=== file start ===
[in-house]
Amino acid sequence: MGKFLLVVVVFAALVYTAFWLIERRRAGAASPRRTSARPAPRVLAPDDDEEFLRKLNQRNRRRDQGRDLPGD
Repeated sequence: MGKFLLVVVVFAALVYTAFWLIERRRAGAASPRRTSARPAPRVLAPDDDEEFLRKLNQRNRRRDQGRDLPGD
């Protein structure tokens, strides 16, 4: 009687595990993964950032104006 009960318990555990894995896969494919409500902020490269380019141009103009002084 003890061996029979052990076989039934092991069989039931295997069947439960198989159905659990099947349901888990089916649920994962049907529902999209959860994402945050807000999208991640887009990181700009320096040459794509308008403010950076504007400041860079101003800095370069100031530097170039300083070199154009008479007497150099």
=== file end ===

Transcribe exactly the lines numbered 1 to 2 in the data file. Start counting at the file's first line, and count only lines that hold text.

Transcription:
[in-house]
Amino acid sequence: MGKFLLVVVVFAALVYTAFWLIERRRAGAASPRRTSARPAPRVLAPDDDEEFLRKLNQRNRRRDQGRDLPGD